Entries Tagged ‘welding for a living’

Job Opening For Heat Exchanger Fitter

I got a wild hair and decided to do a google search heat exchanger fitters. I was wondering what kind of job openings were out there, benefits and what the salary was.

One of the first results is a good example of why I left the welding field. The job opening was through a temporary agency, which was advertised as a temp to permanent position.

Why do companies use a temp agency? Most of the times its because the company has problems retaining employees. To cut down on the drug test and paper work, the company goes through a temp agency. The temp agency does the interviewing, drug test, screening, then sends the person to the welding shop.

No salary and no benefits were listed in the job opening.

Why should people stay in a field where the companies have problems retaining employees, and employees are not offered benefits?

If this was a good job, people would be lining up at the door.

Fab shops offer terrible benefits, lousy pay, and then they complain when they can not find skilled workers.

Why are kids going to college and leaving the manual labor jobs behind? Because kids can make 2 and 3 times working in computer then they can make welding.

Back in the late 1980s and into the 1990s weldshop foremans were worried about the number of young people going into welding. Instead of offering improved benefits, just hire employees through a temp agency.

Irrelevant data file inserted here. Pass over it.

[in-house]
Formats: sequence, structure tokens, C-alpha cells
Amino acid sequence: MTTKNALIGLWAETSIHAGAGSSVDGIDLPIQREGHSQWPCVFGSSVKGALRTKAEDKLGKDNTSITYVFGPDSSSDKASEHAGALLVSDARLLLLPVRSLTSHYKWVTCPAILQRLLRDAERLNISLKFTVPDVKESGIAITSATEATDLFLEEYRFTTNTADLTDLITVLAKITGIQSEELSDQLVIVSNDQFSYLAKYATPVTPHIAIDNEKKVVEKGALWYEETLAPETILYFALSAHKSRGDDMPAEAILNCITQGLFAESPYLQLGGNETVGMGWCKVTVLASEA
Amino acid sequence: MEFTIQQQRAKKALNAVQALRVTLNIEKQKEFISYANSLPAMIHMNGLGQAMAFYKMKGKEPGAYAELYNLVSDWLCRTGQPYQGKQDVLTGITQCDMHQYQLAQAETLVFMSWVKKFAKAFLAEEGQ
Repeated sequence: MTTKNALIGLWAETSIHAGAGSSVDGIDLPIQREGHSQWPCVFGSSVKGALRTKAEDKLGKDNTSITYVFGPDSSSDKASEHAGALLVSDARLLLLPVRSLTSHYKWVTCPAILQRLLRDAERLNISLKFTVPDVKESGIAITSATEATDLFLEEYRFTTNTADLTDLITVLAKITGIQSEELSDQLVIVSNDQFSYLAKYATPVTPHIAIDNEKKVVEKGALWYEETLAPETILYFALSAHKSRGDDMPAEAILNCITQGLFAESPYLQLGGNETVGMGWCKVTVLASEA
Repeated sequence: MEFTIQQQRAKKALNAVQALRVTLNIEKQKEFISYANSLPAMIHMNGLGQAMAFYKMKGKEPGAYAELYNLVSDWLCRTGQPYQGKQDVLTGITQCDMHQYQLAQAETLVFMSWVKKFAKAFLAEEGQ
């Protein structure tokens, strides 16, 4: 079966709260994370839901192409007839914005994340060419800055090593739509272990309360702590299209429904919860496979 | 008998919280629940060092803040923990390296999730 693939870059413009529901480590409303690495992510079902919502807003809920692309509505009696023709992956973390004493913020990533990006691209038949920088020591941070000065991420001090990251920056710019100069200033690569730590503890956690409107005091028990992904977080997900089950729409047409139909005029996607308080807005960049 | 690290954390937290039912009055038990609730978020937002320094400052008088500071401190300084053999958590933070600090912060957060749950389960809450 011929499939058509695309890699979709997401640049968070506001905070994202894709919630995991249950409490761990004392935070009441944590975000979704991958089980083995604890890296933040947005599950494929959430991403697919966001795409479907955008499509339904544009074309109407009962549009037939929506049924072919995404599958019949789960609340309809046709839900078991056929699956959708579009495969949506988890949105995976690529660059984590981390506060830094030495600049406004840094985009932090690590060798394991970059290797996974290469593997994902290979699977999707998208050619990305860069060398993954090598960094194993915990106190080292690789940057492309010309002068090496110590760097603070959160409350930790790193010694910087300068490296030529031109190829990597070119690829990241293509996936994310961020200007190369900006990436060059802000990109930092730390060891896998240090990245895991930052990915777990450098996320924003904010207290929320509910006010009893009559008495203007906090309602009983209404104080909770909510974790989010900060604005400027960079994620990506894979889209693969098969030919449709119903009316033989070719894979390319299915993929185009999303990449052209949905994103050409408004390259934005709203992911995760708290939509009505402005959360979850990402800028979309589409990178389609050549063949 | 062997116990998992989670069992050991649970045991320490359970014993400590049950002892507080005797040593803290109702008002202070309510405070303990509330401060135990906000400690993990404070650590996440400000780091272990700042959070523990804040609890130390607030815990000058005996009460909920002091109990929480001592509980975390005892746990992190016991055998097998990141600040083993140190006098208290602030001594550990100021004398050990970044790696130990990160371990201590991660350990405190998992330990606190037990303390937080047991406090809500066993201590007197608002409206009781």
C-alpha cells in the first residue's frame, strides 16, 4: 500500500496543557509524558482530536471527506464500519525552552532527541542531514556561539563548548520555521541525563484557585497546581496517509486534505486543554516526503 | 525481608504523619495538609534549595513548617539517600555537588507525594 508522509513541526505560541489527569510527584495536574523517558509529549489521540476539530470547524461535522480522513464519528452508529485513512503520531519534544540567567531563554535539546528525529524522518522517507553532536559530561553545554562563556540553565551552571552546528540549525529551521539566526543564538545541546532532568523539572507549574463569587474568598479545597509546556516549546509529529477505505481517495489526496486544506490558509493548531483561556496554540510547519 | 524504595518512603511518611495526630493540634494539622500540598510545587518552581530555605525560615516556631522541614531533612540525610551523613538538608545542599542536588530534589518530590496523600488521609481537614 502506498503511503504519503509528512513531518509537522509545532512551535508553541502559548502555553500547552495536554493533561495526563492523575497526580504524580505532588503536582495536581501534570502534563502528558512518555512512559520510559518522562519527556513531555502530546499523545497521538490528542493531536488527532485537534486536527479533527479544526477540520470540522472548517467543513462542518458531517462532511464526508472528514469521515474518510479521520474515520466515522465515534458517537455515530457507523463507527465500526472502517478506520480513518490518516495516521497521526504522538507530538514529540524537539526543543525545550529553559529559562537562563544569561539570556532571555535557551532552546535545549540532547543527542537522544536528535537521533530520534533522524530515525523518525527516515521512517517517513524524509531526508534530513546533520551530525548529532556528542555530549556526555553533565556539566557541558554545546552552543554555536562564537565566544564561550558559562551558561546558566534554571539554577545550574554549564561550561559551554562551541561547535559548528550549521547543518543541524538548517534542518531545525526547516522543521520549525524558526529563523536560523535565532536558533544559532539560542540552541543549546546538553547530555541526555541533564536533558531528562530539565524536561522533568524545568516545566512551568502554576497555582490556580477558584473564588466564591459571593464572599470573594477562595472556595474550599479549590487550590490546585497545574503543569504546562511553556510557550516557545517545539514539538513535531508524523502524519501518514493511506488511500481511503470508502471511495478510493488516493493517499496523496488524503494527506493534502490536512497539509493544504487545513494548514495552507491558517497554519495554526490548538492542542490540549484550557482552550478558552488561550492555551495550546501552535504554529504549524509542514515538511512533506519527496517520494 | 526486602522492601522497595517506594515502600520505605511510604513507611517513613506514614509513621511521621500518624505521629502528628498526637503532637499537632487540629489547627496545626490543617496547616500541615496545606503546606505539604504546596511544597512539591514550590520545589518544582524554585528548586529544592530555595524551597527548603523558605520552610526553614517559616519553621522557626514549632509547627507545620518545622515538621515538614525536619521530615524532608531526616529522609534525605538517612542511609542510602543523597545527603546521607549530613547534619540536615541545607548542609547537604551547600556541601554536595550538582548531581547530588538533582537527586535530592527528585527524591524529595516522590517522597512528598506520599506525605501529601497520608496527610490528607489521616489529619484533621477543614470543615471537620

Why did I leave the welding field? Because the pay, benefits and working conditions suck.

What did you want to be when you grew up

While I was growing up adults and teachers asked me what I wanted to do when I grew up.  What I really wanted to do was Anthropology, the study of ancient civilizations.

My other choices were to do something with the outdoors, or to create something, such as a scientist.

When I finished high school I took a job at a welding shop, which was not even something I had considered.

In the 1990s I looked into opening some kind of outdoor gear review magazine.  But the magazine was cost prohibitive.  The companies that would print the magazines wanted a couple of hundred thousand dollars up front, and that was even before I found anyone that would carry the magazines.

From the mid 1990s to the mid 2000s, I was waiting for something to come along on the internet that would help me build a website.  There was basic HTML sites, but I wanted something that was dynamic and able to handle steady updates.

In early 2006 I opened the forum.  Later that same year I opened the blog but in a different format then what we see today.

Between the forum and the blog, I have achieved something I have wanted to do since I was a kid.  I get to go play in the woods, then write about it.

Creating content on youtube, the forum and the blog is like a scientist creating something.  I do my research, do my observations, then write about my opinion on the research and observations.

The internet has given me the ability to express myself like a real-life job would never have.